The Ellie Blog

Mental health tips and insights

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Anxiety Medication: Psychiatric Treatment for Anxiety Disorders 

Have you ever been sitting in a meeting when all of a sudden you get an overwhelming feeling that something is off? You can feel it deep down and you can’t identify what’s wrong – but you know it’s there. Sound familiar?

Everyone gets anxious. This is because anxiety is a key component of our brain’s safety system in perceiving danger, or in telling us that something needs to be done with a sense of urgency. As such, anxiety is vital in our general function as human beings. However, when this system malfunctions, it’s probably time to reach out for help.

Despite how isolating and scary having anxiety can be, you should know that you are not alone. In fact, anxiety disorders are the most common mental health condition in the United States, affecting approximately 40 million adults.

With that in mind, we also believe that knowledge is king. If medication is decided to be a viable path for your recovery, perhaps breaking the ice on this idea is a good place to start. Below, we will discuss common medications used to treat symptoms of anxiety and how they might play a role in your psychiatric treatment.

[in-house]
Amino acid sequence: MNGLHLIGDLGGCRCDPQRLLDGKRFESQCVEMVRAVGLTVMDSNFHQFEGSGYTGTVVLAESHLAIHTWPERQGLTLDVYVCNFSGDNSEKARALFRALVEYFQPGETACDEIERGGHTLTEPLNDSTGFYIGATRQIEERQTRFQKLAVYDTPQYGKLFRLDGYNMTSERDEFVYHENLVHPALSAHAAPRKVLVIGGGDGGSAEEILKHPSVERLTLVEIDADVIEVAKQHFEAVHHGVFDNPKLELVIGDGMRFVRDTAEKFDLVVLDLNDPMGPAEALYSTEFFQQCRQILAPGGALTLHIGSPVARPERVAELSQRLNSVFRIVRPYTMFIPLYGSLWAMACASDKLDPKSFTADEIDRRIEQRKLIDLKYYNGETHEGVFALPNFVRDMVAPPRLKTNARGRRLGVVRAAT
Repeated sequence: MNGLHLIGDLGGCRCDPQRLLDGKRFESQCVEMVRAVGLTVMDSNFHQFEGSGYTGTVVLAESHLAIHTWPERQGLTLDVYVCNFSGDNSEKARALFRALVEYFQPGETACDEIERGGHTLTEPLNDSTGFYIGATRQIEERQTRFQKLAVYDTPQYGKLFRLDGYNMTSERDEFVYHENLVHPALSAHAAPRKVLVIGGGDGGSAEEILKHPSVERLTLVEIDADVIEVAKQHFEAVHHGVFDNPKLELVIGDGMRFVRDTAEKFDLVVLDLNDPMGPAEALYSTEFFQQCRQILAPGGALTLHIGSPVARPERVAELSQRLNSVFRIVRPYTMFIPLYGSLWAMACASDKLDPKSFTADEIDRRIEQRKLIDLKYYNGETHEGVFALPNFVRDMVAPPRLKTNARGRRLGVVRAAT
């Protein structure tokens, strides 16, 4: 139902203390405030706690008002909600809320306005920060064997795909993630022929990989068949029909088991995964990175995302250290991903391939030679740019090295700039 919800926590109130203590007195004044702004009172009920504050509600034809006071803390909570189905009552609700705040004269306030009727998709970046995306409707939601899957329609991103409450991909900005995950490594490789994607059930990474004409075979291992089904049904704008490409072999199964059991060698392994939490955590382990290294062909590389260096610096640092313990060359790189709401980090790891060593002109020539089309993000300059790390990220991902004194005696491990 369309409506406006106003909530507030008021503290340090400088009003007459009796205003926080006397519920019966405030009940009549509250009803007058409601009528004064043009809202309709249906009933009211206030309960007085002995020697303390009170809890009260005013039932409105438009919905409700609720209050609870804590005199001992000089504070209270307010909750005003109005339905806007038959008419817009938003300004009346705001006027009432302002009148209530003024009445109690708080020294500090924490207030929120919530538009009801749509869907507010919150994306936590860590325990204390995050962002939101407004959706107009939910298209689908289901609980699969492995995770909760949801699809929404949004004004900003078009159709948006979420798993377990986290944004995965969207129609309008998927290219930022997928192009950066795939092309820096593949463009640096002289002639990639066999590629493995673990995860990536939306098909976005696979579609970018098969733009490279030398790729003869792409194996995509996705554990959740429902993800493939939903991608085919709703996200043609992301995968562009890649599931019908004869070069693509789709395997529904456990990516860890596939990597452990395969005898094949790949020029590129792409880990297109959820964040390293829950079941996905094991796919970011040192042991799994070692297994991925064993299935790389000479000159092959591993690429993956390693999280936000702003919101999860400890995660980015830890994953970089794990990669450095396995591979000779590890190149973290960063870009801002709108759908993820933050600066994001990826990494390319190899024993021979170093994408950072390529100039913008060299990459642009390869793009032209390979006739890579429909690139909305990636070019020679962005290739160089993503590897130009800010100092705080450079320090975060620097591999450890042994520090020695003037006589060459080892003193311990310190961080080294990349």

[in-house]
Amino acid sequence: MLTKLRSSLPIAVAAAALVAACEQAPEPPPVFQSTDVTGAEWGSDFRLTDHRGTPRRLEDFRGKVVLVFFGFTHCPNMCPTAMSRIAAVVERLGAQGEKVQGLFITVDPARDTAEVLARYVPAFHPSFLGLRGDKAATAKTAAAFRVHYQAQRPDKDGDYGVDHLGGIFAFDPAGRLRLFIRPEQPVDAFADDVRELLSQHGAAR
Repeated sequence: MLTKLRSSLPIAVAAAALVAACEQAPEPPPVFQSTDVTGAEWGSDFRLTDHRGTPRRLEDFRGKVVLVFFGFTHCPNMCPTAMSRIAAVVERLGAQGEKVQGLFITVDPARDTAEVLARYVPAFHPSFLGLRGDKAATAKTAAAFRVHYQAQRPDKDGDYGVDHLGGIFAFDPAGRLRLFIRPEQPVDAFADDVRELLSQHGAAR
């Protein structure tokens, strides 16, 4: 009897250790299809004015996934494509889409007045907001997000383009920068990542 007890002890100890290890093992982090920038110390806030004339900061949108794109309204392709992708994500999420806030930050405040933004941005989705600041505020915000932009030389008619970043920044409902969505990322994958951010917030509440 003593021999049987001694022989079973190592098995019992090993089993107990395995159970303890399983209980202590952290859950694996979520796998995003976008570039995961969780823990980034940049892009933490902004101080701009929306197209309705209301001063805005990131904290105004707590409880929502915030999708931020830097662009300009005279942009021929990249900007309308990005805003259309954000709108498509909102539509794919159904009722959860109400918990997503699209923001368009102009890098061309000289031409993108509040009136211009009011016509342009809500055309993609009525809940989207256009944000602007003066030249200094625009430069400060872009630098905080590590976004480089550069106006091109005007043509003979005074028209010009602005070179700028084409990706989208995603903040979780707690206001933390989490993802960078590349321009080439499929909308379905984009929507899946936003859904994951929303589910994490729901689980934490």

Is anxiety impeding your everyday life? Contact Ellie Mental Health today and get matched with one of our compassionate providers. Let us help you get on the path toward better mental health.

What Medications are Used to Treat the Symptoms of Anxiety?

4 common medications for coping with anxiety infographic

Mental health medications used to treat the symptoms of anxiety can be described as anxiolytics. These medications work through neurotransmitters in the brain such as serotonin, a common neurotransmitter that can help with both anxiety and depression.

First-line treatment of anxiety disorders usually includes Selective Serotonin Reuptake Inhibitors (SSRIs), which have been shown to be safe and effective in the treatment of anxiety disorders. Other medications shown to be effective in treating anxiety include Serotonin-norepinephrine reuptake inhibitors (SNRIs) as well as medication that might be used on an as-needed basis, such as benzodiazepines or beta-blockers.